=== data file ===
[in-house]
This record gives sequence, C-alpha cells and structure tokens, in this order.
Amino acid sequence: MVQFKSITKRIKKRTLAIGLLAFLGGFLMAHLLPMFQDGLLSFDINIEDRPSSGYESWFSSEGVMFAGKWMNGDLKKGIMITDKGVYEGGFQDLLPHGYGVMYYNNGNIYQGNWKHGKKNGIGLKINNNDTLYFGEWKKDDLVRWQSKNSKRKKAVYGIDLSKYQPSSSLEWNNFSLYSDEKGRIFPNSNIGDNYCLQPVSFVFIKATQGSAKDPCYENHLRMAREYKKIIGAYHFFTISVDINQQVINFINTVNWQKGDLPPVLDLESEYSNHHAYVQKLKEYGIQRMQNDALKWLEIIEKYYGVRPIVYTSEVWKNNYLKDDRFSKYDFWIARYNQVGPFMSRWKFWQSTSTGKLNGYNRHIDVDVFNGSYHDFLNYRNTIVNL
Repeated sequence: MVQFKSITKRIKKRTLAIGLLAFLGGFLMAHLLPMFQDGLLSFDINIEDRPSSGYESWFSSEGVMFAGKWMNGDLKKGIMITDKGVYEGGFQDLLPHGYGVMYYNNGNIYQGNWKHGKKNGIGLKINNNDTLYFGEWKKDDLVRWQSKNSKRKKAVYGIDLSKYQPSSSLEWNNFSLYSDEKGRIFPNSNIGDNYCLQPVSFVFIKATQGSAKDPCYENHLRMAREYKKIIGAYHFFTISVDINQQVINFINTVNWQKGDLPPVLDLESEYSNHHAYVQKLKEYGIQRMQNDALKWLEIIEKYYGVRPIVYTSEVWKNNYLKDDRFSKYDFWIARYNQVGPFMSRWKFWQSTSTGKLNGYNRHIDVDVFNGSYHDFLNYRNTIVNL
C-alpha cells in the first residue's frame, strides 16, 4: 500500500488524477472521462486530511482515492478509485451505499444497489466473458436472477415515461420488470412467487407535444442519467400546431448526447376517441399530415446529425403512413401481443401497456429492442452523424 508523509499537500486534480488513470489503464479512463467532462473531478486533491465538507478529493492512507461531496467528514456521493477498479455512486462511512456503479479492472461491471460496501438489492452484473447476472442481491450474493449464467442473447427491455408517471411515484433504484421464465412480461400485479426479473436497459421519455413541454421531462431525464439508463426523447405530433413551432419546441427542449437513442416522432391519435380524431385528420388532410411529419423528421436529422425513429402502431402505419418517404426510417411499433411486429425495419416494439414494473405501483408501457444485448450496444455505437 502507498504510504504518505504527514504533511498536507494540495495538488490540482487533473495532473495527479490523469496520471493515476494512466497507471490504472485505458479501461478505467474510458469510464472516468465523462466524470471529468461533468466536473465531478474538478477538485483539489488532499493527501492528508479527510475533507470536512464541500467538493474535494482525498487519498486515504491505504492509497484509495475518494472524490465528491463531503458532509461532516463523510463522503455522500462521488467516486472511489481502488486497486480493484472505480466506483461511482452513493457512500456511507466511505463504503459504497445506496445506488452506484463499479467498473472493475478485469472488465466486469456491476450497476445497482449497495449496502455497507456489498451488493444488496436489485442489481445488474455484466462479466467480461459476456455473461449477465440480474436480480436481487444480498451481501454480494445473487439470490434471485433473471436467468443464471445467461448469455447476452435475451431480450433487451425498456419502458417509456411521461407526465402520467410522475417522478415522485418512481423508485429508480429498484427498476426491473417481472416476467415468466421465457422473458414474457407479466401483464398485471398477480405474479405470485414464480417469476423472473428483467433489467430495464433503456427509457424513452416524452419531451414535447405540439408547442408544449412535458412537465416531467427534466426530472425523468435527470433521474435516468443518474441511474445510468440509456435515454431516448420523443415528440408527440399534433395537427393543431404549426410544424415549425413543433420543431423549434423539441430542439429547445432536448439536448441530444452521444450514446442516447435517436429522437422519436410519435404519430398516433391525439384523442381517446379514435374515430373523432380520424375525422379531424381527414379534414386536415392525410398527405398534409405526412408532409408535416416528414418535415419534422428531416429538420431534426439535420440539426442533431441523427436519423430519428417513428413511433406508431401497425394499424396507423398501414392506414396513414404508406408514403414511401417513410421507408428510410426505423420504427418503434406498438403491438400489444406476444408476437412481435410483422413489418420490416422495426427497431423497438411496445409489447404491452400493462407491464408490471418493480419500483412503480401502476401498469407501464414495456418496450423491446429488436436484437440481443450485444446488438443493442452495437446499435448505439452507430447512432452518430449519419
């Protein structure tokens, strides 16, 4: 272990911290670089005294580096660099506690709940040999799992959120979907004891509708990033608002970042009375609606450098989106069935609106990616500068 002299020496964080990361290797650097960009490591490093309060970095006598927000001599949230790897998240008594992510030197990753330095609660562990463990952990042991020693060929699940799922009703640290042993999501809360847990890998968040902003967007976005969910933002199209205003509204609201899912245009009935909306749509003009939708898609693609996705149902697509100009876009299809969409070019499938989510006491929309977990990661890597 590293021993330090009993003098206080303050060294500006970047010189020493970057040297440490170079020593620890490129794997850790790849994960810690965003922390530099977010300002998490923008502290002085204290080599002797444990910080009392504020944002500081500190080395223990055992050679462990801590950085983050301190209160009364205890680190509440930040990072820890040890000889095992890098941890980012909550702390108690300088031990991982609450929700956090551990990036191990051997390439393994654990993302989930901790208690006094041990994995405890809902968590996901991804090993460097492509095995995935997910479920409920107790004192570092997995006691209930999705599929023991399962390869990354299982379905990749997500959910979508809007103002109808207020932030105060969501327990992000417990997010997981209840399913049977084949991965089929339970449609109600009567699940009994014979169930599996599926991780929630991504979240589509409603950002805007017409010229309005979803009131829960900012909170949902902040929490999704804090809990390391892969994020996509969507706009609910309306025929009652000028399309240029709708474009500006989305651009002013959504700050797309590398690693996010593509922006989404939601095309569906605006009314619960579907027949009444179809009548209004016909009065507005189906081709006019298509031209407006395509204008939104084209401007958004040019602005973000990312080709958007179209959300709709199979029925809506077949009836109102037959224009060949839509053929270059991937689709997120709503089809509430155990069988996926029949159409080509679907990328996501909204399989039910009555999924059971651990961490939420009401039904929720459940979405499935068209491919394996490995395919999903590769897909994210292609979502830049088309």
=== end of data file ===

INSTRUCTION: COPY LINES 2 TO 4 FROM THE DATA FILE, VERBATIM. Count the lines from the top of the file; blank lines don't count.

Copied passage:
This record gives sequence, C-alpha cells and structure tokens, in this order.
Amino acid sequence: MVQFKSITKRIKKRTLAIGLLAFLGGFLMAHLLPMFQDGLLSFDINIEDRPSSGYESWFSSEGVMFAGKWMNGDLKKGIMITDKGVYEGGFQDLLPHGYGVMYYNNGNIYQGNWKHGKKNGIGLKINNNDTLYFGEWKKDDLVRWQSKNSKRKKAVYGIDLSKYQPSSSLEWNNFSLYSDEKGRIFPNSNIGDNYCLQPVSFVFIKATQGSAKDPCYENHLRMAREYKKIIGAYHFFTISVDINQQVINFINTVNWQKGDLPPVLDLESEYSNHHAYVQKLKEYGIQRMQNDALKWLEIIEKYYGVRPIVYTSEVWKNNYLKDDRFSKYDFWIARYNQVGPFMSRWKFWQSTSTGKLNGYNRHIDVDVFNGSYHDFLNYRNTIVNL
Repeated sequence: MVQFKSITKRIKKRTLAIGLLAFLGGFLMAHLLPMFQDGLLSFDINIEDRPSSGYESWFSSEGVMFAGKWMNGDLKKGIMITDKGVYEGGFQDLLPHGYGVMYYNNGNIYQGNWKHGKKNGIGLKINNNDTLYFGEWKKDDLVRWQSKNSKRKKAVYGIDLSKYQPSSSLEWNNFSLYSDEKGRIFPNSNIGDNYCLQPVSFVFIKATQGSAKDPCYENHLRMAREYKKIIGAYHFFTISVDINQQVINFINTVNWQKGDLPPVLDLESEYSNHHAYVQKLKEYGIQRMQNDALKWLEIIEKYYGVRPIVYTSEVWKNNYLKDDRFSKYDFWIARYNQVGPFMSRWKFWQSTSTGKLNGYNRHIDVDVFNGSYHDFLNYRNTIVNL